The veterinary profession and more specifically, oncologists are taking an interest in the concept of metronomic chemotherapy.
What is it? How does it work? Will it help pets with cancer? Metronomic chemotherapy (mCTx) is the use of very low doses
of anticancer drugs given at a constant daily or alternate day schedule with no rest periods. Although there are no randomized
clinical trials to prove that mCTx is effective in dogs and cats, there is enough research rationale to justify its use in
veterinary medicine. In theory, mCTx given on a long term basis may help patients live longer achieving, durable stable disease.
It may be effective in the inhibition of common mechanisms and pathways of malignancy such as angiogenesis, mitosis, and metastasis.
Metronomic chemotherapy is a viable palliative option for veterinary cancer patients with resistant, inoperable or advanced
cancer. Cancer patients that are entered into "Pawspice" (pet hospice) management programs may derive benefit from metronomic
Metronomic Chemotherapy as an Option
The battle against cancer often involves initial skirmishes using surgery, chemotherapy or radiation therapy to make the cancer
retreat into remission. Recurrences are fought along the way until the cancer claims the victim with its fatal agenda. In
veterinary medicine, metronomic chemotherapy may be the best option to pursue in selected patients or in all patients depending
on the disposition of the pet owner. Certainly when cancer recurs, the attending doctor and the family must regroup and evaluate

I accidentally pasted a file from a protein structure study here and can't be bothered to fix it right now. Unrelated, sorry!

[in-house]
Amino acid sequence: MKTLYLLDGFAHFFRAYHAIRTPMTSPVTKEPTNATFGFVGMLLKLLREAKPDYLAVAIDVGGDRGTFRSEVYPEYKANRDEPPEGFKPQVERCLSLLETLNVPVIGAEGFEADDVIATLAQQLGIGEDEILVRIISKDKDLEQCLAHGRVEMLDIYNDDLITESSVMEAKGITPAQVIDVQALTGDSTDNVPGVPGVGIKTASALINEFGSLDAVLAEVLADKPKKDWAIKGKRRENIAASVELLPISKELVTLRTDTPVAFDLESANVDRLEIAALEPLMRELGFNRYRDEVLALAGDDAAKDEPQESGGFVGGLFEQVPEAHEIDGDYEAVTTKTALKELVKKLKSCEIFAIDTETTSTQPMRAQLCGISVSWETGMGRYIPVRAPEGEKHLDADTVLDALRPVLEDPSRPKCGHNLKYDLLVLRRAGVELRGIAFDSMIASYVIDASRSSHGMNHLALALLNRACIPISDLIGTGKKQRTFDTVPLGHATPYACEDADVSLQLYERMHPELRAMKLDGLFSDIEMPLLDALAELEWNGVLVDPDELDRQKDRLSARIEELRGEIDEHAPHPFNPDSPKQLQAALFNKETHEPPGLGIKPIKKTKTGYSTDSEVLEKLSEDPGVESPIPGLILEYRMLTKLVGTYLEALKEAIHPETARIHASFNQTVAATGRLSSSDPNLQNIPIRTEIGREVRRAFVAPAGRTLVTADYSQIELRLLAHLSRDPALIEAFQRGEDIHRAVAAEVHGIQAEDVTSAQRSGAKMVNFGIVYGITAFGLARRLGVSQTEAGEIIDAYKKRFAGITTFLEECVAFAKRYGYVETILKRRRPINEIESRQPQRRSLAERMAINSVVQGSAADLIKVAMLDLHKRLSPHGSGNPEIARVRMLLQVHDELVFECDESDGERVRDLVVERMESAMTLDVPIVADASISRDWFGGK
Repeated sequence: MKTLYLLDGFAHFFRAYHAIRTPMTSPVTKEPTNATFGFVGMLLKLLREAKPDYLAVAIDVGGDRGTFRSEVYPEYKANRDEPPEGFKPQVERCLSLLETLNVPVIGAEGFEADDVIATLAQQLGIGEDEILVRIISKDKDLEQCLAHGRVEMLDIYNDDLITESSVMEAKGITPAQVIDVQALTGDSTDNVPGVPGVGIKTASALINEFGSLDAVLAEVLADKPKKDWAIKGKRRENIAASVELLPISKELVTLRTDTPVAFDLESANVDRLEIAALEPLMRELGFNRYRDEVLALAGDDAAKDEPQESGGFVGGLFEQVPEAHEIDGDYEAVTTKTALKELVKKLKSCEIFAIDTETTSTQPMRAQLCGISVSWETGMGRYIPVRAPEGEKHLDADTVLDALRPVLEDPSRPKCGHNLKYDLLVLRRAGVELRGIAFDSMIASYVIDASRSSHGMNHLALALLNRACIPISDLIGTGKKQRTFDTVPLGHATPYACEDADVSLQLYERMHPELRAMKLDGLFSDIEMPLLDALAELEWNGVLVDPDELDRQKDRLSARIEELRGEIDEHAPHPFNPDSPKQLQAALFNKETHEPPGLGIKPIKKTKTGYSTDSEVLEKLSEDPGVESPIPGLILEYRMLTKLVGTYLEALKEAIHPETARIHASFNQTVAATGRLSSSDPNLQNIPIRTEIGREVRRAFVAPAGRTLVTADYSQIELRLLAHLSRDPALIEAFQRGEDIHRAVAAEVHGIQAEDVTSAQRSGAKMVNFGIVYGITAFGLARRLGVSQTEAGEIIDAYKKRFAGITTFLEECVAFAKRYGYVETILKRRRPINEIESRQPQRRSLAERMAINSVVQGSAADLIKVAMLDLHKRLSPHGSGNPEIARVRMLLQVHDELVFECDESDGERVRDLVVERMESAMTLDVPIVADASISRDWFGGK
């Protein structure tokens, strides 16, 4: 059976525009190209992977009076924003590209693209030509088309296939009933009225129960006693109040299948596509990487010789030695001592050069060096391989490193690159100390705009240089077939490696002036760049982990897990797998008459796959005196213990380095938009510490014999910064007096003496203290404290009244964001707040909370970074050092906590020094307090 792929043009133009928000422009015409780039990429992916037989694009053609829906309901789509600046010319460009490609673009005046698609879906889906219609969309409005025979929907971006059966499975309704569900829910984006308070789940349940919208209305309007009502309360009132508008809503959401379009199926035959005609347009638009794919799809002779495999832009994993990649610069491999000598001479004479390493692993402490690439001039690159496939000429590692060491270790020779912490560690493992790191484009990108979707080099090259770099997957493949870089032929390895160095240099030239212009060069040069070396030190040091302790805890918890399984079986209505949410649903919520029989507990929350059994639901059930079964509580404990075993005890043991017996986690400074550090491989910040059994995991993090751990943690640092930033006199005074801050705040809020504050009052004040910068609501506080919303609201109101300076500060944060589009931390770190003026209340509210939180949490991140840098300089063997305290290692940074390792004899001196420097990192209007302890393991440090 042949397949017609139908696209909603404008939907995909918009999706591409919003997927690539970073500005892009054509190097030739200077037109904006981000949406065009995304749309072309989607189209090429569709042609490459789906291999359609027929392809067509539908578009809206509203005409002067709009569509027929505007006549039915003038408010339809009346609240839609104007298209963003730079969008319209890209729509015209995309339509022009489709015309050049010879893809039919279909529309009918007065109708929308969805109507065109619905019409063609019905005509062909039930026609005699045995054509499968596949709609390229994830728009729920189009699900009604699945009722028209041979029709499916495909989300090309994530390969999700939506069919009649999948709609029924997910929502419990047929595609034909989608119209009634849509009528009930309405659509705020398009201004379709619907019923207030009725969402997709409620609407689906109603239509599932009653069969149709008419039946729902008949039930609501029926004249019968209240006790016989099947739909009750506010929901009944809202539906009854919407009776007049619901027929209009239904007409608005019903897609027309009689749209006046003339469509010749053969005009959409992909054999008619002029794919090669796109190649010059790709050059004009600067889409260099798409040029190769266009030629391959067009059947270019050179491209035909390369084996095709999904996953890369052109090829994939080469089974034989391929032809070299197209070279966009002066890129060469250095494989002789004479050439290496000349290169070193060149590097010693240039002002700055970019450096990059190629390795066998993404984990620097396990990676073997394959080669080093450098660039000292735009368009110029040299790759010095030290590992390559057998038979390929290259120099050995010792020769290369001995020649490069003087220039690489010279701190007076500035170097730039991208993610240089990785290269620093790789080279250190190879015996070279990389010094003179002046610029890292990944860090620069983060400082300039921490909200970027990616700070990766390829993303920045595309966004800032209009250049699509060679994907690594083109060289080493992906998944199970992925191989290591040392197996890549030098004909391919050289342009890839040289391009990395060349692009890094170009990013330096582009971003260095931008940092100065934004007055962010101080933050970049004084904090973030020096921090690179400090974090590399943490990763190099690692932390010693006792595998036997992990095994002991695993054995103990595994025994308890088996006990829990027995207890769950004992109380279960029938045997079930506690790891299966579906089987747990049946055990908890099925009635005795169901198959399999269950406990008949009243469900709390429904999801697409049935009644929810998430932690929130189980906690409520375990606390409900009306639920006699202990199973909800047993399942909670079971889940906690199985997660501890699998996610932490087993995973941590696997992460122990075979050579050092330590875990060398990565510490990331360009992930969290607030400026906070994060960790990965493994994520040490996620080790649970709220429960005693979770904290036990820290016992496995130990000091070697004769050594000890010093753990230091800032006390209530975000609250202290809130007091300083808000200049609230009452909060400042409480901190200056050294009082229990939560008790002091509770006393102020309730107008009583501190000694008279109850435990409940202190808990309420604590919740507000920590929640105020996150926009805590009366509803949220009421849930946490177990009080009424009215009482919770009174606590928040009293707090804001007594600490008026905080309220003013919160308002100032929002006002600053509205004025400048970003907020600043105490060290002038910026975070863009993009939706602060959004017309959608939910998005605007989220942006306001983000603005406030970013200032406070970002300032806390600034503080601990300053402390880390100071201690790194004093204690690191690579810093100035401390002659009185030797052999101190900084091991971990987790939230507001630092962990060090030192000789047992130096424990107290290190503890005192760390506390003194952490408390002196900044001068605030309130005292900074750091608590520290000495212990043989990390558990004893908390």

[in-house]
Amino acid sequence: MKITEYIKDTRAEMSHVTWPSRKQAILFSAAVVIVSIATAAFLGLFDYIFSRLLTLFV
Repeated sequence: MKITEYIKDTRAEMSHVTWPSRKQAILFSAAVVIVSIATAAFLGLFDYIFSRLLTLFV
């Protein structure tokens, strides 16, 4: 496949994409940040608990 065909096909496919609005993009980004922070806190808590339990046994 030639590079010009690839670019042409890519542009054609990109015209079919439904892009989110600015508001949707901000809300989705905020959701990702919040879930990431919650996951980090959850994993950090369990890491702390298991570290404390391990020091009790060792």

the patient. Using the recommended framework for ethical decision making, as described in the over-treatment session in the
previous hour would be very helpful http://
http://www.ethics.ubc.ca/people/mcdonald/conflict.htm. There comes a time when the pet's family declines previously successful standard recommendations such as salvage surgery,
rescue chemotherapy or radiation therapy. The family may feel that the first round of treatments took a lot out of their pet
and that the pet might not be able to handle further aggressive treatments. Other pet owners may feel that they just do not
want to put their pet through the demands of another round chemotherapy again.
The good news about metronomic chemotherapy is that it is very well tolerated by the majority of veterinary cancer patients
due to its inherent low toxicity. (Liptack, et al, 2004) This author uses low dose, increased frequency therapy as a kinder,
gentler way to help fragile and geriatric cancer patients with compromising comorbidities, dehydration, cachexia or malnourishment.
Antiangiogenesis Effect of mCTx
Metronomic chemotherapy is documented to target growing tumor vascular endothelial cells. Since it targets tumor vasculature,
it may achieve an antiangiogenesis effect and stabilization of disease. Other agents which might also have antiangiogenic
action such as NSAIDs and doxycycline are often added to mCTx protocols. This author has used oral antineoplastic agents
such as Cytoxan™, Leukeran™, Xeloda™, Alkeran™ and lomustine along with various nutraceuticals such as Agaricus mushroom and
Inositol Hexaphosphate in combination with NSAIDs and doxycycline to enhance overall anti-tumor effects. Some oncologists
use chemo preventive agents such as Tamoxifen™ in combination with mCTx as well. Theoretically, mCTx incorporates an evidence
based and scientific method of therapy, although the exact mechanisms of action are not fully understood.
Dogs and cats with resistant lymphoma or with families who cannot afford the routine chemotherapy protocols may receive metronomic
chemotherapy, although the benefits are anecdotal and published data for benefit is lacking. It is important to know that
using mCTx for lymphoma patients is not intended to induce remissions. It is best to use mCTx following induction protocols
when the patient is in clinical remission. Using continuous low dose cytoxan, chlorambucil, melphalan, procarbazine, and/or
dexamethasone may be helpful in sustaining longer remissions or partial remissions. It may help some patients achieve stable
partial remissions. However, when the patient relapses; more aggressive drugs are required for re-induction.